With the yellow jersey on the shoulders of a rider from Mitchelton-Scott, we take a moment to catch up with the tactician of the team, Matt White, to find out more about how Adam Yates took the lead in the Tour de France.
Having arrived late at the team hotel after the fifth stage of the 2020 Tour de France, Matt White was just about to eat dinner and share some stories with his Mitchelton-Scott colleagues about a particularly interesting day. Never mind that the former race leader, Julian Alaphilippe called it a “long and boring stage” – there’s a new yellow jersey and it came with a twist.
A time penalty cost Alaphilippe 20 seconds and, with that, the lead of the 2020 Tour. Meanwhile, Adam Yates becomes the eighth British rider to wear the race’s maillot jaune.
We caught up with Matt White moments before dinner to ask about how it all played out…
Matt White Q&A after stage 5
RIDE Media: You’ve got Adam in the yellow jersey but he almost looked like he was shaking his head on the podium like he couldn’t believe what was happening. Can you talk me through that strange little sequence when you found out that he was the new yellow jersey?
Matt White (Mitchelton-Scott): “Yeah, so all the boys had gone back to the bus and had started to shower and get ready for our little trip back to the hotel and then Thierry Gouvenou from the ASO rang me. I managed to take the call and he informed us that Adam needed to go to the podium because he was in the yellow jersey.
“I asked Gouvenou why, and he told me that Alaphilippe had received a time penalty. He didn’t go into too much detail and then within 30 seconds of him saying that, we looked up at the television and there was replay footage of Alaphilippe taking the bottle – which they replayed over and over again.
“By that stage, Adam had already showered, got changed and we were five minutes away from leaving the finish area. It was at least 30 minutes after the race had finished.
“So, Adam had to get changed back into fresh bike clothes and make his way up to the podium.”
RIDE Media: It’s quite remarkable. Congratulations to you and the team and to Adam, of course. What happens now? I mean, he was sitting in a good position already but he didn’t have to defend. Are there now going to be Mitchelton-Scott riders on the front of the bunch for stage six?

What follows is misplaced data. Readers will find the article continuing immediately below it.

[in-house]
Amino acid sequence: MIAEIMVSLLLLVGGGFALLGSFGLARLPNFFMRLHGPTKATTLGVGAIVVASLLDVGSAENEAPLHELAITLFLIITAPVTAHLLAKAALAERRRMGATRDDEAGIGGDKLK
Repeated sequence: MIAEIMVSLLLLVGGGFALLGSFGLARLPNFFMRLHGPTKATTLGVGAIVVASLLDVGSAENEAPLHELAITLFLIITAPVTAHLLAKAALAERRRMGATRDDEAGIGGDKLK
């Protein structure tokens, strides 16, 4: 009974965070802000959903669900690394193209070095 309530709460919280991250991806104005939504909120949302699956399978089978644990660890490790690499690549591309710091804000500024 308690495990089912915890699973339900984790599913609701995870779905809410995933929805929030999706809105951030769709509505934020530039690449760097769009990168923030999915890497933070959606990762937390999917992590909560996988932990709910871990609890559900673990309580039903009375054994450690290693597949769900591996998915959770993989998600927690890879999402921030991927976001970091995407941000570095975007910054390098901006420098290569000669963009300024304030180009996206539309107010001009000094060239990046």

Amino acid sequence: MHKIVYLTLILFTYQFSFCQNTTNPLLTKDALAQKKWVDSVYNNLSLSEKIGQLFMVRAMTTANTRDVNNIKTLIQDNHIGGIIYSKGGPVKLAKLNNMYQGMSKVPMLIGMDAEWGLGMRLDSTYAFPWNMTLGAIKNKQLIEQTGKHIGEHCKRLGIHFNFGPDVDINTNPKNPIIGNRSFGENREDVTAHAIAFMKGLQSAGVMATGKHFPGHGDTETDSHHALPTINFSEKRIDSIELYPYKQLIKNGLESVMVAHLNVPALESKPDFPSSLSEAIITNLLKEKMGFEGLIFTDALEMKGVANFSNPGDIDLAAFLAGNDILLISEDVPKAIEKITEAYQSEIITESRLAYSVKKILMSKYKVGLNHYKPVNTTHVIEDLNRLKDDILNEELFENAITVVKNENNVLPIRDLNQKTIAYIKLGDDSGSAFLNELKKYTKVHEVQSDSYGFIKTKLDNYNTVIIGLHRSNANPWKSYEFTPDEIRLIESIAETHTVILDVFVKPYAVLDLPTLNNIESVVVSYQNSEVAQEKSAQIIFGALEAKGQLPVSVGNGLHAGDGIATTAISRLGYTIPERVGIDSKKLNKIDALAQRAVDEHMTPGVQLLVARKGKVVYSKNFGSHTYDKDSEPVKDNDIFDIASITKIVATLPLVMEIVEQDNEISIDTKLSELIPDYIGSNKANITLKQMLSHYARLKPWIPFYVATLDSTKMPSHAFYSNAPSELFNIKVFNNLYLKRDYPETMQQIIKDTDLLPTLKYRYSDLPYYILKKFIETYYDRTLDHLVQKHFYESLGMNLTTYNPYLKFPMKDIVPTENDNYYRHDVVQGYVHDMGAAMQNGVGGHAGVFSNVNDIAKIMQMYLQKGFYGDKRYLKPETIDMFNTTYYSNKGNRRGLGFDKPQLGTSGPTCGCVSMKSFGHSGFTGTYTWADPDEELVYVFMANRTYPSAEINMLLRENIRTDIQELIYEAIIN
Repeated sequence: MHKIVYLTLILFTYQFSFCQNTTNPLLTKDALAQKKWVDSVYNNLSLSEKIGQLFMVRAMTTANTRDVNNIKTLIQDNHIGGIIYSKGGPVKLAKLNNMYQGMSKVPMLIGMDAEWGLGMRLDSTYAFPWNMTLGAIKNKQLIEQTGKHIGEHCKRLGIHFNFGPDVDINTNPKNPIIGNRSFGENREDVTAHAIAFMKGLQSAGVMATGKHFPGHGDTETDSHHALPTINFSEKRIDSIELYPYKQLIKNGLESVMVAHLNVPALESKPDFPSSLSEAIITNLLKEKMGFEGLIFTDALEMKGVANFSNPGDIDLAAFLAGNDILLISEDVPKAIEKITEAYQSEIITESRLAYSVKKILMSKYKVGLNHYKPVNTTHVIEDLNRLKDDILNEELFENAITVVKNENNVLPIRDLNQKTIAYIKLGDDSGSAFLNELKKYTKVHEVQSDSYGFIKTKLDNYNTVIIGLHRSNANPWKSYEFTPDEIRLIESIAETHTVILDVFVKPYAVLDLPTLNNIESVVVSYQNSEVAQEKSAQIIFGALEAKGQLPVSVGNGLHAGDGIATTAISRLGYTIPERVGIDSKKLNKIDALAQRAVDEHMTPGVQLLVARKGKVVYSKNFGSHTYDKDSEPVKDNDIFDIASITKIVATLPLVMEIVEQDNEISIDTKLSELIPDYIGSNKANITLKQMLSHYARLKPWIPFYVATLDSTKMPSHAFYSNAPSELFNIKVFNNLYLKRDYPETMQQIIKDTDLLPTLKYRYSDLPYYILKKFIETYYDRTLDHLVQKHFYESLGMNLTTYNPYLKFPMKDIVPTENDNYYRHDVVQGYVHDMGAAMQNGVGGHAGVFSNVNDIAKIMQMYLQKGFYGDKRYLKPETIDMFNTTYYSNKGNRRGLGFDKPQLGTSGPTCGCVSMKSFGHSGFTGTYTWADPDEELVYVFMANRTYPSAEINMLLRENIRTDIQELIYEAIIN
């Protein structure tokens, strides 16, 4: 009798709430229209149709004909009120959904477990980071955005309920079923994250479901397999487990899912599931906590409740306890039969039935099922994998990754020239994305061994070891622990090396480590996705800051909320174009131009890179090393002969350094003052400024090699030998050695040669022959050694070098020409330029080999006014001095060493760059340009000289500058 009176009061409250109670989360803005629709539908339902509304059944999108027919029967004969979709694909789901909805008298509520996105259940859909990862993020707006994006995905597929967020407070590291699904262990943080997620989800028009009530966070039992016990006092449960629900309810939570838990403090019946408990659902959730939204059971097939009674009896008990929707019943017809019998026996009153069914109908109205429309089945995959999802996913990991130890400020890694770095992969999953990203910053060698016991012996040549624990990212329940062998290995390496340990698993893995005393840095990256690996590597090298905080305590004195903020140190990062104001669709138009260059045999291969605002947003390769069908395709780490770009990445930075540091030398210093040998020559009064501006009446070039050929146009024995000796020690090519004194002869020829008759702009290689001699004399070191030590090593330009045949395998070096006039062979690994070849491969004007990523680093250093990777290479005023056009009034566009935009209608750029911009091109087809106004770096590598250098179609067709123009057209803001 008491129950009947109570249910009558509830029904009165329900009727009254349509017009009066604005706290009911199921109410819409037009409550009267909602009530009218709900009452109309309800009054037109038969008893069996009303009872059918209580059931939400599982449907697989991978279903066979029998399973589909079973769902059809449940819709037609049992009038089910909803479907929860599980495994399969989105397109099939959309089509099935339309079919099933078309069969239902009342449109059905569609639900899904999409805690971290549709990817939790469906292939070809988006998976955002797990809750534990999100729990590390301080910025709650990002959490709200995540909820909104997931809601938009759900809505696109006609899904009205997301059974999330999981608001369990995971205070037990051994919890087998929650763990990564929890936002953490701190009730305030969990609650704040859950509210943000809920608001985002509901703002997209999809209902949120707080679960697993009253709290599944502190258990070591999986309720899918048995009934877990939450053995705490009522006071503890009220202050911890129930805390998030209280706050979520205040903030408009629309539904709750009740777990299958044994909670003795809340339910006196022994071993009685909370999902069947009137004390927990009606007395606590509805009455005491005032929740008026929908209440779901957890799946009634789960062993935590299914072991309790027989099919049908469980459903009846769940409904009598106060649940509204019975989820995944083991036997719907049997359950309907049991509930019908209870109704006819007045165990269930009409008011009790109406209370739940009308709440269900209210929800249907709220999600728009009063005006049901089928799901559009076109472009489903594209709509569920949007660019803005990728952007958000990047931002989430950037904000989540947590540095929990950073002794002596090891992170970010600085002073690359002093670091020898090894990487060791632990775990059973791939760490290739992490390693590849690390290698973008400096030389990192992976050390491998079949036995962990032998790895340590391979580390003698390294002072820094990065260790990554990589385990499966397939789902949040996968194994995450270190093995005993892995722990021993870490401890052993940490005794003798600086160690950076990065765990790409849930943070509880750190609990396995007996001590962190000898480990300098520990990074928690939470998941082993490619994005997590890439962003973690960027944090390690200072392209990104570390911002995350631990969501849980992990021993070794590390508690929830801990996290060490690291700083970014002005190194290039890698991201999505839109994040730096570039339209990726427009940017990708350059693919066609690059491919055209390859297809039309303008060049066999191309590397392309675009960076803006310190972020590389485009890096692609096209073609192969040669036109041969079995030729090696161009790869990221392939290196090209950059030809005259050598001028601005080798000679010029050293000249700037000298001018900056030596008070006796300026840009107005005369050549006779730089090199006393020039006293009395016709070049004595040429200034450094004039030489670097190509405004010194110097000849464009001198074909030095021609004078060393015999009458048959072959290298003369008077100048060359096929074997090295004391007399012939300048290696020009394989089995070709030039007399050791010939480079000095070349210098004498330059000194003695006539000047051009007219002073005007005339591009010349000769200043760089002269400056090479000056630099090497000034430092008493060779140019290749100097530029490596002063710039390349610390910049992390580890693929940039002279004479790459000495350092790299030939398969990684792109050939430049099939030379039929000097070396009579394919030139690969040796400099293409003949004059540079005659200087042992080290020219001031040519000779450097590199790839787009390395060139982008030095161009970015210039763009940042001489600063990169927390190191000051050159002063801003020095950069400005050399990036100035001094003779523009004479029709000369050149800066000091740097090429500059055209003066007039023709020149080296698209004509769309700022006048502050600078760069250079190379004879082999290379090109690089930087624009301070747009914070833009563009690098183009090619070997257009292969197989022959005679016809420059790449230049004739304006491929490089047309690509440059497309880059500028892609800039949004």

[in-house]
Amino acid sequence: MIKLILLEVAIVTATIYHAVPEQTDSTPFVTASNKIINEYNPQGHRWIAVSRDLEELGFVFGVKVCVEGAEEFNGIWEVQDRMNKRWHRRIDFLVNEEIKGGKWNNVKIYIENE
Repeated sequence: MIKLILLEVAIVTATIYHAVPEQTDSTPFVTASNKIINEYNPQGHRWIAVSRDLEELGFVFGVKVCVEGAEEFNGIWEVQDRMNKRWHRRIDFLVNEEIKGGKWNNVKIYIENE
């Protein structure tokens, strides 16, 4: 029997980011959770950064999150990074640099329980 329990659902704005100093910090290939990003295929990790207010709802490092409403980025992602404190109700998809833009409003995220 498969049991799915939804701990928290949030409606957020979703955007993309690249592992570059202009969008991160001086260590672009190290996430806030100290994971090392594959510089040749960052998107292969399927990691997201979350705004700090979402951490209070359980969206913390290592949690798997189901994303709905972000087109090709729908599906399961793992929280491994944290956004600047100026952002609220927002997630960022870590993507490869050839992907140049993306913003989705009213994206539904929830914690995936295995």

Matt White: “Our goals haven’t changed. We want to win a stage. It’s a nice bonus to wear the yellow jersey – and the reason we’re in the yellow jersey is because we’ve gone after it in this first week.
“If we’d been conservative, we would have been sitting back somewhere on bunch time.
“But it won’t change our plans too much for tomorrow.
“Tomorrow is a stage where Adam will be in the mix and we’ve got the bonus of defending the yellow jersey with a stage that we like as well.”
RIDE Media: Just because he’s got the yellow jersey – and I know that this is going to counter to everything that you’ve talked about in the lead-up to this year’s Tour… but the racing is different, the nature of the Tour is different, and everything is different in 2020, so are you now tempted to try and stray from your original plan and chase the win? Is Adam at that level this year?
Matt White: “No. Nothing changes at all with our plan.
“I think tomorrow, out of respect for the jersey, we’ll let a break go that works for us and then whatever eventuates after that… whether we had the jersey or not, it’s still a stage in which Adam will be very competitive.
“Nothing too much changes for Thursday, the day after that is a sprint stage and then we go into the Pyrenees. So, we’ll just take one day at a time, but we know that the way Jumbo-Visma has been riding this first week, they want to be in the yellow jersey come tomorrow afternoon.
“You can throw a blanket over the first five or six guys.
“If someone who is in the top 16 at the moment wins the stage with any kind of gap, they can take the jersey. So, it’s not us versus Roglic, there’s still a lot of guys who can take the jersey tomorrow afternoon. The difference is, we’re wearing the yellow jersey and have to defend it.”
RIDE Media: Just 30 seconds, if you don’t mind Matt, about there not being a breakaway in stage five. You made the comment that it’s the first time you can remember that happening at the Tour de France. I’ve been reporting on the race a long time and I don’t remember that happening either… so, how was it?
Matt White: “Ah, I had my salad earlier. [Laughs]
“Usually in those stages it’s either on for a long time or it’s the first break of the day, with usually the French teams – or the teams that have been invited – but today it was a bit of an anticlimax. All of a sudden, we realised that it wasn’tgoing to happen, that teams were content with not going up the road. Then Lotto Soudal and Deceuninck-Quickstep just started to ride a tempo.
“It could have kicked off again but it didn’t. It was a pretty calm stage – actually, it was one of the most relaxed days you’ll see at the Tour until the last hour of racing when there was a bit of wind.
“In the last 50km of racing it ramped up because it had been such an easy stage.
“The final was just as nervous as ever. It wasn’t a normal sprint stage either.
“There were some climbs coming up with one and a half kilometres to go and you saw that some of the sprinters got dropped and some of the other sprinters were hurt enough that they couldn’t unleash their sprint at the same power as normal.”
– Interview by Rob Arnold